Amid Prisoner Hunger Strike, Colombia's Santos Signs Last Amnesty for FARC Members

Amid Prisoner Hunger Strike, Colombia's Santos Signs Last Amnesty for FARC Members
Fecha de publicación: 
11 July 2017
Imagen principal: 

The former rebels are demanding the release of all political prisoner and say only 832 of 3,400 have been included in the deal.

The Colombian government announced Monday a new batch of amnesty legislation that would apply for 3,600 members of the FARC, without clarifying if it applied to the members in the current transitional zones or political prisoners.

RELATED: Jailed FARC Members Continue Hunger Strike for Promised Amnesty

The Revolutionary Armed Forces of Colombia criticized Santo's previous amnesty announcement since only 832 of 3,400 members who are currently imprisoned were part of the deal.

Santos announced this was the third and last agreement he will sign and said more than 7,000 members will receive amnesty or be released from prison. Until now 1,346 political prisoners have been on a hunger strike for the past two weeks demanding release.

A list of 455 human rights defenders and personalities from all over the world, including Nobel Peace prize winner Adolfo Perez Esquivel, signed a letter to the Colombian government to demand the release of the political prisoners under the peace agreement and asked for Pope Francis' intervention in the name of those being held.

"There is no reason to keep thousands of political prisoners imprisoned, especially those who are covered by the Peace Agreement between the government and the FARC, who, in compliance with the agreement and Law 1820, were to be released on December 31, 2016," read the letter.

It's been six months since the Colombian Congress signed the Amnesty and Pardons Act, but the FARC condemned the state's failure to release prisoners within the framework of the peace agreement signed last year.

According to the deal negotiated since 2012 and signed in Cuba, arrest warrants will be also nullified and requests for amnesty must be resolved within a period no longer than three months after they are presented to a court.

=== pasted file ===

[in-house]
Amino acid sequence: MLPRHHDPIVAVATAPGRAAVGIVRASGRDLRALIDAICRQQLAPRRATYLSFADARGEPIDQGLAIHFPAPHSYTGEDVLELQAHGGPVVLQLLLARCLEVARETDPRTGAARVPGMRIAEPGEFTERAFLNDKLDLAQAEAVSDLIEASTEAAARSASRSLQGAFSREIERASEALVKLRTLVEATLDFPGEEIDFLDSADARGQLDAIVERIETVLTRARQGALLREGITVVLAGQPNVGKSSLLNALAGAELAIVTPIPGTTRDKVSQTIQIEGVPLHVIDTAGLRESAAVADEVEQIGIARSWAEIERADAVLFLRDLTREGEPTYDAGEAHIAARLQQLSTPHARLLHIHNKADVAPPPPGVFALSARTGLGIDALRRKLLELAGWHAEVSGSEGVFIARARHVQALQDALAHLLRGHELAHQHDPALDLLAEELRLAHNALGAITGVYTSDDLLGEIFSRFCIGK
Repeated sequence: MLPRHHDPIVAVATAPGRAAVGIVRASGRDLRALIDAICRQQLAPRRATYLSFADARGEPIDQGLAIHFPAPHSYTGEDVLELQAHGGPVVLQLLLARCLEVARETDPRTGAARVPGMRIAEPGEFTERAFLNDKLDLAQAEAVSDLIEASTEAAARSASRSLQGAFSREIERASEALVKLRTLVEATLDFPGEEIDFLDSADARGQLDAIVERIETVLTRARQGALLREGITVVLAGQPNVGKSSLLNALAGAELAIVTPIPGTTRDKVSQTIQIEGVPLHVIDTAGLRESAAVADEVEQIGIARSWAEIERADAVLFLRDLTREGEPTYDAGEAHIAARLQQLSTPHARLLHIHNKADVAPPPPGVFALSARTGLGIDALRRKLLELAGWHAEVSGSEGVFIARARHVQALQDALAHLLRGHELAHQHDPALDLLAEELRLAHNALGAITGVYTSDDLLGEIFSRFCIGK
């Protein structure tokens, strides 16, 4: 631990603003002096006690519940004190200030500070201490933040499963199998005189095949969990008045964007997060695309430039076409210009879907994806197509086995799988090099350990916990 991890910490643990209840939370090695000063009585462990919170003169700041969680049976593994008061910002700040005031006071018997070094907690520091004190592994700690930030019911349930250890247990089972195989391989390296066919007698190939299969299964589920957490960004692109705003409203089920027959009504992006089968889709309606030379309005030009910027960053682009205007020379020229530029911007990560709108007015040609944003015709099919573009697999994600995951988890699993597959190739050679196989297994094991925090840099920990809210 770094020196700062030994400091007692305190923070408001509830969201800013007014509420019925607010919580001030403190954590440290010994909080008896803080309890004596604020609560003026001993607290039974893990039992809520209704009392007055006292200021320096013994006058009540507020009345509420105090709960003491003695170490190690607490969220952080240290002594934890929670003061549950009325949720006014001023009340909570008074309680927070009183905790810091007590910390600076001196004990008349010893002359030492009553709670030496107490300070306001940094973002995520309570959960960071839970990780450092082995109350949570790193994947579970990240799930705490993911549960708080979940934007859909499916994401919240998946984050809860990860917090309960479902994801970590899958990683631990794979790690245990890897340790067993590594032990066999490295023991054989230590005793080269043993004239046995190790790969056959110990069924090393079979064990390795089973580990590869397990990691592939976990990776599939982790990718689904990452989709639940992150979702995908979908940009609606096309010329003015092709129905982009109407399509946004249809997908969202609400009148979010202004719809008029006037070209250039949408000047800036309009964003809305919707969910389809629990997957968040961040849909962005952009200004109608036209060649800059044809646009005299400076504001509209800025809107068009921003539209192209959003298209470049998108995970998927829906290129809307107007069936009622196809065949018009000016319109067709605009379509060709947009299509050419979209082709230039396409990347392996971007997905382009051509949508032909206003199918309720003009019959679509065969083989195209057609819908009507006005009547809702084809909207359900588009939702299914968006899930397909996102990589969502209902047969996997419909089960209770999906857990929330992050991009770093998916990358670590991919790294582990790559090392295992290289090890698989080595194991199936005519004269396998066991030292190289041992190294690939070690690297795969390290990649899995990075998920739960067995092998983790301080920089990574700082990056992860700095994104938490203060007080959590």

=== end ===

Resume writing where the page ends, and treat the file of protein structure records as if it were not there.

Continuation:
RELATED: Colombia's FARC Launches Coop As First Act After Disarmament

The FARC delivered 7,132 weapons last month to end decades of armed conflict and to start its transition into political life. The United Nations still needs to give all the certificates to the former rebels making their delivery of weapons official.

The 26 transitional zones where members gathered during the implementation of the peace deal will cease to exist and give way to their return to civilian life. The group has denounced the paramilitary violence that has increased in areas vacated by the group, leading to more murders and threats to social justice leaders in the country.

The FARC will now form a political entity and receive five seats in the House of Representatives and five in the Senate beginning in 2018 during two electoral periods. Any member of the FARC will be able to occupy those seats.

The country's second largest group, the National Liberation Army began a similar process of peace talks, which have been taking place in Ecuador since the beginning of 2017

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